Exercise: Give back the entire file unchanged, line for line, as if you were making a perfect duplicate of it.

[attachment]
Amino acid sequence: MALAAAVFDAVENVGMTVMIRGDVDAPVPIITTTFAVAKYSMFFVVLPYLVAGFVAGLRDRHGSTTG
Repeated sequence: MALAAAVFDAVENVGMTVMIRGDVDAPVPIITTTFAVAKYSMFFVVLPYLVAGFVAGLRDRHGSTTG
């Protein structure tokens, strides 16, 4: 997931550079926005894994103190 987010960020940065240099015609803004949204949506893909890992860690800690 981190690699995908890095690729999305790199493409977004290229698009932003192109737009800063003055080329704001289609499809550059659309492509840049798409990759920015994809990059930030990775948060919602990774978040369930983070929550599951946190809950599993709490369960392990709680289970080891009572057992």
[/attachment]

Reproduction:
Amino acid sequence: MALAAAVFDAVENVGMTVMIRGDVDAPVPIITTTFAVAKYSMFFVVLPYLVAGFVAGLRDRHGSTTG
Repeated sequence: MALAAAVFDAVENVGMTVMIRGDVDAPVPIITTTFAVAKYSMFFVVLPYLVAGFVAGLRDRHGSTTG
């Protein structure tokens, strides 16, 4: 997931550079926005894994103190 987010960020940065240099015609803004949204949506893909890992860690800690 981190690699995908890095690729999305790199493409977004290229698009932003192109737009800063003055080329704001289609499809550059659309492509840049798409990759920015994809990059930030990775948060919602990774978040369930983070929550599951946190809950599993709490369960392990709680289970080891009572057992």